Posted by: garispang | August 10, 2009

Five simple truths about hiring

High FlyersHas the downturn really changed the rules of the game when it comes to finding good people?

NUMEROUS commentators have proclaimed the current recession to be one of those game-changers – one that invalidates everything that everyone once thought they knew about anything.

Actually, the old rules continue to apply: credit booms lead to credit busts; supply and demand cannot long remain out of balance; there’s no such thing as a free lunch; a house of cards will eventually collapse.

Likewise, certain immutable forces continue to govern talent acquisition. Despite the proliferation of online job boards, corporate employment sites, human resource software, social networking sites and the like, there are few, if any, shortcuts to finding that needle in a haystack who will help take an organisation to its next level of profit and performance.

There are five simple truths about hiring that demonstrate why providers of professional employment services still play an important role even in lean times.

Top talent is always in short supply

With unemployment soaring, it sounds contradictory to complain of talent shortages. But consider several facts.

Cash-strapped employers do not seek to save money by letting their best people go, nor do any employment-discrimination laws require it. One can’t decide to terminate people based on age, race, gender and so on, but one can decide to trim the rolls based upon such factors as performance, job function and seniority (generally last in, first out).

In the vast majority of cases, critical people in critical positions are unlikely to be affected by corporate downsizings and are usually the object of employee-retention overtures. Unless unhappy for other reasons, they are unlikely to be actively seeking new employment.

Even if a sizeable number of highly capable individuals have joined the unemployment ranks, they are unlikely to exceed the 10 per cent or so of employees everywhere who can be considered top performers.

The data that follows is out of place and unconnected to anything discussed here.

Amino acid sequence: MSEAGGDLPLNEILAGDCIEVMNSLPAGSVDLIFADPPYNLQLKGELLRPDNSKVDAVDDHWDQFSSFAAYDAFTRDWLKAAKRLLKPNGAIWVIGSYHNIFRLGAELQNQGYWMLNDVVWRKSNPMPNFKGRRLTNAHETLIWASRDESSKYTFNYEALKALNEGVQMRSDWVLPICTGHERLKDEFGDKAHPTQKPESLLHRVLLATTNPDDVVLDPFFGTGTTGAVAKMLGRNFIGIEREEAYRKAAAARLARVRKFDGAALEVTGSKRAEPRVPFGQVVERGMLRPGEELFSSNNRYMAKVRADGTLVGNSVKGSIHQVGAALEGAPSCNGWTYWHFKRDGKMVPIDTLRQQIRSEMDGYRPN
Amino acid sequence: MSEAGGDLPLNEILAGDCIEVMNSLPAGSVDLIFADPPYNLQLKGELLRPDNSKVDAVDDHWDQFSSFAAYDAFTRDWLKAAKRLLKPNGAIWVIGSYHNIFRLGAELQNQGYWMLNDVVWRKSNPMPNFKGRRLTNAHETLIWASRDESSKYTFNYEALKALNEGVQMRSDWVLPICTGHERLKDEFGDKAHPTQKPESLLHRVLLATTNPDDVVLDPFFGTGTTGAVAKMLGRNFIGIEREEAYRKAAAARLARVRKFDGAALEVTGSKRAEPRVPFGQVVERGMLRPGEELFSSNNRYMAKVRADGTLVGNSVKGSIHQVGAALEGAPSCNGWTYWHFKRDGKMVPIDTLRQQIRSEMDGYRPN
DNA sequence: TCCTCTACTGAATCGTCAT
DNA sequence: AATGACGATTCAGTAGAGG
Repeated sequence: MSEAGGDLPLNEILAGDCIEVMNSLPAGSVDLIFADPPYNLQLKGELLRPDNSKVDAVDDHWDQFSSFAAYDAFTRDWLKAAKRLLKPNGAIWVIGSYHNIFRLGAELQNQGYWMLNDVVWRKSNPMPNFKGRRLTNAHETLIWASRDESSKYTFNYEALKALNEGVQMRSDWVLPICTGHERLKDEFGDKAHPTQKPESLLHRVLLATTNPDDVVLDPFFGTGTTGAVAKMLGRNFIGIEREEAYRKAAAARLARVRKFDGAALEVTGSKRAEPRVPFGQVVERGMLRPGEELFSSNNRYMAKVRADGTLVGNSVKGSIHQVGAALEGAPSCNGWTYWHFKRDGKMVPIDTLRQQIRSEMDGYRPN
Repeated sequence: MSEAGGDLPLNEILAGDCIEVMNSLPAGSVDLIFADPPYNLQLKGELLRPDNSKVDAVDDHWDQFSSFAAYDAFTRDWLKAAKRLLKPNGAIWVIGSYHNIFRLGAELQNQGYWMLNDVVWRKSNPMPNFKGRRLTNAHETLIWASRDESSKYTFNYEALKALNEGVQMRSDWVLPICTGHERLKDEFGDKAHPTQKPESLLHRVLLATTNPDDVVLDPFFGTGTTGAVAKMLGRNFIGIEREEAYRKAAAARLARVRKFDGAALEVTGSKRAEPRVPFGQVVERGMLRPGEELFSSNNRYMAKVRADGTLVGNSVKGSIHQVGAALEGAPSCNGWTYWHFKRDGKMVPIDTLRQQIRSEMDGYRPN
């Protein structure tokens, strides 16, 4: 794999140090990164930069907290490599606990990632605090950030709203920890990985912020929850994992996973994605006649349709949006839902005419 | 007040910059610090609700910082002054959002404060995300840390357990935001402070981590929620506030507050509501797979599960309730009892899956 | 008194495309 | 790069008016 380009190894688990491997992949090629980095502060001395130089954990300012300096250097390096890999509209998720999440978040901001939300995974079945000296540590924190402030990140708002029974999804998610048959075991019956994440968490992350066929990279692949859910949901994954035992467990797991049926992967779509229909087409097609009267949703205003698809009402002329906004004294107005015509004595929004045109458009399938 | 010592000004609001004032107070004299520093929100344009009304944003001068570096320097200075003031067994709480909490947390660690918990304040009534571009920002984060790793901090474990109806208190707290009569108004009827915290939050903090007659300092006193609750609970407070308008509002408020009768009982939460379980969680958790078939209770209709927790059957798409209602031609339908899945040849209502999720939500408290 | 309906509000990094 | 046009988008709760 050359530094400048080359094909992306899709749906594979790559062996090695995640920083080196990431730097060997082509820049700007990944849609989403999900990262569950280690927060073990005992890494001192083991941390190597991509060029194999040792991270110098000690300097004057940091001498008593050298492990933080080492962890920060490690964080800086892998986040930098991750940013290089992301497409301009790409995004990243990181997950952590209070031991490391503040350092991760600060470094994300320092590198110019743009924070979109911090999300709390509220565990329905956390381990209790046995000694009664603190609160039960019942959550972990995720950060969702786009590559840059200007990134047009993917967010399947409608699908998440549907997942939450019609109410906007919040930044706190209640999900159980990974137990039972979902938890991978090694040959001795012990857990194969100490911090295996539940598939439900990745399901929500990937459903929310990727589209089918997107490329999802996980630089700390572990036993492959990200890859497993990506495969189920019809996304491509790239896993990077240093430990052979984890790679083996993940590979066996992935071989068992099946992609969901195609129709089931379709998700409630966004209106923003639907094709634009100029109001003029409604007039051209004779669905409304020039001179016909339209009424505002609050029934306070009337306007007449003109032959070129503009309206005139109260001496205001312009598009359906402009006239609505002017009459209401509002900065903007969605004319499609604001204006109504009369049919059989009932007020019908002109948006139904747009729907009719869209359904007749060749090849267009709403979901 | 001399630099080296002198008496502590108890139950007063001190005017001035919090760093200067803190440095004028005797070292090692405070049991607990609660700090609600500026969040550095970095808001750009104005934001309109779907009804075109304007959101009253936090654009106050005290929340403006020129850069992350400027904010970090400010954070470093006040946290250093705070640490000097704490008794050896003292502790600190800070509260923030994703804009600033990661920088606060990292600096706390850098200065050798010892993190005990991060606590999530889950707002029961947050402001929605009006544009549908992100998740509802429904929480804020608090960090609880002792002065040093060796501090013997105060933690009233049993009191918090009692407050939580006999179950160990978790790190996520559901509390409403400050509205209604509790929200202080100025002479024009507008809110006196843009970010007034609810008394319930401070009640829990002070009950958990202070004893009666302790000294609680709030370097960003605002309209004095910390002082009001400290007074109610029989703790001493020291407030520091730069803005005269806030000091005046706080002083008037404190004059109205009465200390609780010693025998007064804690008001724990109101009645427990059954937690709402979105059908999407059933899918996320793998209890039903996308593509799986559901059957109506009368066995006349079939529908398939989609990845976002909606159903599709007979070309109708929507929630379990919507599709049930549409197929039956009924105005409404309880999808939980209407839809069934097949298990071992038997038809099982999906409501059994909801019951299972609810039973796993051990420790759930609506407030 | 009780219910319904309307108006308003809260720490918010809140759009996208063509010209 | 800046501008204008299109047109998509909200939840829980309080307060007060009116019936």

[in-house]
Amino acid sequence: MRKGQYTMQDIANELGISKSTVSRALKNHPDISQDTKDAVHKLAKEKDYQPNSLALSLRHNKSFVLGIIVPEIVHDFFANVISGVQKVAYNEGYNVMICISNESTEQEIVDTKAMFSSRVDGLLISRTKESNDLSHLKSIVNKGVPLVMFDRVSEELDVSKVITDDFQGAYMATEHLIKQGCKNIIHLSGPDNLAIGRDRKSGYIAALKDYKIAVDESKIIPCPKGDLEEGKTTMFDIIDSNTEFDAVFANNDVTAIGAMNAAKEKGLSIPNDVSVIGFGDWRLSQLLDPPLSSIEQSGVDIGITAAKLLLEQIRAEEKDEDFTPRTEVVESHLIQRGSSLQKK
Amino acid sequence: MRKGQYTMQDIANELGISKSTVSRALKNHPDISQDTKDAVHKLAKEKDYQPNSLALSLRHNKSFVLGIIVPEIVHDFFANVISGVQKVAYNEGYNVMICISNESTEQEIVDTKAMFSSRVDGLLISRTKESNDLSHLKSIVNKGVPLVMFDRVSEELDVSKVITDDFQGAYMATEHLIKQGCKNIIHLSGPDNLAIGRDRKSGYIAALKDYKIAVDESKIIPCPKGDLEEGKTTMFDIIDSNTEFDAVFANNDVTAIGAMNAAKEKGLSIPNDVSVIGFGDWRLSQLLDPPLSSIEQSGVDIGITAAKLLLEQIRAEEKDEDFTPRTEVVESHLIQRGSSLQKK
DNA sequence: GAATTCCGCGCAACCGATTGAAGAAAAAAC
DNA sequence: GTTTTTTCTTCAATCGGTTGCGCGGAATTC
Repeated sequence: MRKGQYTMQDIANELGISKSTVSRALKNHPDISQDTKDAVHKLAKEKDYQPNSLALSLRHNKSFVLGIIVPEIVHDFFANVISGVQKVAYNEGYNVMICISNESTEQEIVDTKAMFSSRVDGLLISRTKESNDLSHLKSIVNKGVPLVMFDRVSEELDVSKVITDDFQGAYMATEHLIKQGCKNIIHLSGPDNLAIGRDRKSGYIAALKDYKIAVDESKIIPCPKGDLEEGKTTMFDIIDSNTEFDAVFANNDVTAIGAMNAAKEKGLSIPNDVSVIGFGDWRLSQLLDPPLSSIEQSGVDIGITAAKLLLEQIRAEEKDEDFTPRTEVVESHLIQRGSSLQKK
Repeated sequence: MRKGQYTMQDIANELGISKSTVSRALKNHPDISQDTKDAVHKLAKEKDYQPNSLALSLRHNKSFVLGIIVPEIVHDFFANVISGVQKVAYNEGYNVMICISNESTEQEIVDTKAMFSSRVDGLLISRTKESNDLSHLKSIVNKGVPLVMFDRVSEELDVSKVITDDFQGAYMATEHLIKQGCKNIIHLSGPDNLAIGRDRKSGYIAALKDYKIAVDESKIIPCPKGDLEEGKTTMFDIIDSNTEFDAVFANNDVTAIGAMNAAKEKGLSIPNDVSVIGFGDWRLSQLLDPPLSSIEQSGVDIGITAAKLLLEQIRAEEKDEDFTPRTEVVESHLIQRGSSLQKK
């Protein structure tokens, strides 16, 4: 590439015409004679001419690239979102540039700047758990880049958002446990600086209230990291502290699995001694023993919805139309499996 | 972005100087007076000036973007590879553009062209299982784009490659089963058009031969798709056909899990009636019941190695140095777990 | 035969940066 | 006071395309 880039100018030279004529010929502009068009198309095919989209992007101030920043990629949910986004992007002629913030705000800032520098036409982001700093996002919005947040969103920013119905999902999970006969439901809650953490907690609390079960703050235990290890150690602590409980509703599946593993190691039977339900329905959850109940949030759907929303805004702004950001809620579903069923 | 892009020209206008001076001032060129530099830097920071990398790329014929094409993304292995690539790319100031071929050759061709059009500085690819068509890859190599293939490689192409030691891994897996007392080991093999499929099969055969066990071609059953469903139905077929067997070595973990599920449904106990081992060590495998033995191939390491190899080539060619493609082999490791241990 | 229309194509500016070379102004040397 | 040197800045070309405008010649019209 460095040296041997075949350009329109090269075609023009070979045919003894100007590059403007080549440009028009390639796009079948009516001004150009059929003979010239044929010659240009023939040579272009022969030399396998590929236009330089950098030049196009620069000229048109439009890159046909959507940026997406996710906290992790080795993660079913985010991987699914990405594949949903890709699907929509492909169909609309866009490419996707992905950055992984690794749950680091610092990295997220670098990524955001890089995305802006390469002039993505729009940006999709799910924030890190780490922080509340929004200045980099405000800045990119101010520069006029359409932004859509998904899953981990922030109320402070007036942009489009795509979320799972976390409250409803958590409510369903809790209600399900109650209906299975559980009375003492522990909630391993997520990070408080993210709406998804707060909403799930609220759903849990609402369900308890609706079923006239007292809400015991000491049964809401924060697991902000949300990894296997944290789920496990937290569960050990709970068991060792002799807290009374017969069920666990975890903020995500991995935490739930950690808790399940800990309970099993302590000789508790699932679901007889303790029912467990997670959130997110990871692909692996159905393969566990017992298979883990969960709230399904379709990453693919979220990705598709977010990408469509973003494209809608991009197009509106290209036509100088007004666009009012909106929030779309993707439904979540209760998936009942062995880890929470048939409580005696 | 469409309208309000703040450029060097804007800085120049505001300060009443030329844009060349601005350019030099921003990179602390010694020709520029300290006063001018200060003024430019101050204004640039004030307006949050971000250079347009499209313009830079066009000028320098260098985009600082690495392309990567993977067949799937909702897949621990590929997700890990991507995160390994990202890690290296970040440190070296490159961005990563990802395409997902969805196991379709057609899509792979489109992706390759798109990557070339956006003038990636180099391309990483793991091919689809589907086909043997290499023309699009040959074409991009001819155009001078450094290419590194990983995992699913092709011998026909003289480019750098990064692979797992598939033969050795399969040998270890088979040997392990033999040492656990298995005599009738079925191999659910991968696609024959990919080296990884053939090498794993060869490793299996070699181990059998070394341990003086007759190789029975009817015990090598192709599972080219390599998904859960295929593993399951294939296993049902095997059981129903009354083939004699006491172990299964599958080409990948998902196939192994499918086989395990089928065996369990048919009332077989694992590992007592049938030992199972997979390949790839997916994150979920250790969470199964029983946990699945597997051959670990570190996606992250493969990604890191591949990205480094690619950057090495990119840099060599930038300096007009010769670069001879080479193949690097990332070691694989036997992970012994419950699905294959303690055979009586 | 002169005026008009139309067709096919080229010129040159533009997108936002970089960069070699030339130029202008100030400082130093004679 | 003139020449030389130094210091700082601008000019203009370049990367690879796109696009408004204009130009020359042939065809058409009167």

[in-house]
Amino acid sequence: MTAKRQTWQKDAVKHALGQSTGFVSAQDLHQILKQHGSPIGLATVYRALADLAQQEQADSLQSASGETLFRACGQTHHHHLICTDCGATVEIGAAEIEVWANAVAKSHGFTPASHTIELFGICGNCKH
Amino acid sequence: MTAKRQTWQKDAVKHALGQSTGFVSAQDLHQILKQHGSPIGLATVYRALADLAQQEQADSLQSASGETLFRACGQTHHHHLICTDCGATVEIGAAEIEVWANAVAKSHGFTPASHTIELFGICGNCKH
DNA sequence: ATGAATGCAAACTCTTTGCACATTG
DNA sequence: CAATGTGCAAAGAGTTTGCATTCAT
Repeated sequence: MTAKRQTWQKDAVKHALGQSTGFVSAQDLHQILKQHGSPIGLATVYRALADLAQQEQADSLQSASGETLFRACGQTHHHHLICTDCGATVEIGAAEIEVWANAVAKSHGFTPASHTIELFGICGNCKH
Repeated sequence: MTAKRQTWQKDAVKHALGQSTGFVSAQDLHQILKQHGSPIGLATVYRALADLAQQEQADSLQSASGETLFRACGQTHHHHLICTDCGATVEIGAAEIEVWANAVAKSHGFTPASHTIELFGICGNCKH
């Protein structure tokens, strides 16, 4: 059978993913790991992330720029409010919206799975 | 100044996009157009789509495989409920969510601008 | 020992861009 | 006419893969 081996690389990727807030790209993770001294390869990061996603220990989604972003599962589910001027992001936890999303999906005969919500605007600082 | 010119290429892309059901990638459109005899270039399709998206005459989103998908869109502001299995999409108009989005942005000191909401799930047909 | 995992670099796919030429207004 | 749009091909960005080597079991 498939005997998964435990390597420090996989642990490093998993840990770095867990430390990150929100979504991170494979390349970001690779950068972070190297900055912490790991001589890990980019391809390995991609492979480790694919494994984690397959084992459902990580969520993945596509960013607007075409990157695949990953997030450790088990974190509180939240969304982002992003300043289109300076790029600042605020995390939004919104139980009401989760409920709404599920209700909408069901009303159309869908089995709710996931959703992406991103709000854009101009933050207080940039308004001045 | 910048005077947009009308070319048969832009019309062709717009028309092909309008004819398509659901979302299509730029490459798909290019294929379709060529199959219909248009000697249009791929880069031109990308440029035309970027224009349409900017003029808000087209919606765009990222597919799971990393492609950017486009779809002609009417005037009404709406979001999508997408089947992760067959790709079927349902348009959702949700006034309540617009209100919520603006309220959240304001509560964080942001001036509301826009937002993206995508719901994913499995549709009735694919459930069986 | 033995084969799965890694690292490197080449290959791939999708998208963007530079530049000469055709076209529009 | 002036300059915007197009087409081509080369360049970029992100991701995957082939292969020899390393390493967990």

The challenge remains to identify them. This past April, according to Nielsen audience research, job boards including CareerBuilder, HotJobs and Monster attracted 57 million ‘unique visitors’ trolling for jobs, up 50 per cent from a year ago. Which 5.7 million were top performers, and who has the time to find out?

Moreover, as the recession has deepened, the number of people pursuing alternatives to corporate jobs has increased. And, if the current downturn produces the same effects as prior ones, many children of displaced workers will consider alternative employment as well.

The cost of a bad hire exceeds the cost of a good one

It’s easy to hire the wrong person. Employers do it every day.

The problem is that the costs of identifying, interviewing, hiring and training the individual eventually go for naught and must be repeated, perhaps over and over again until the right person is finally located and agrees to come on board.

Here are some of the results of a bad hire: Work is performed poorly, productivity suffers, profits are lost and morale plummets (especially if the culprit turns out to be a poor cultural fit as well).

The employer lacked the time and tools to identify top candidates, the candidate pool was limited to those who applied for the job (missing passive candidates who were happily employed and not seeking new employment), the recruiting and interviewing process was of low priority and/or the best candidates were not sold on the position. Professional search consultants overcome those problems every day.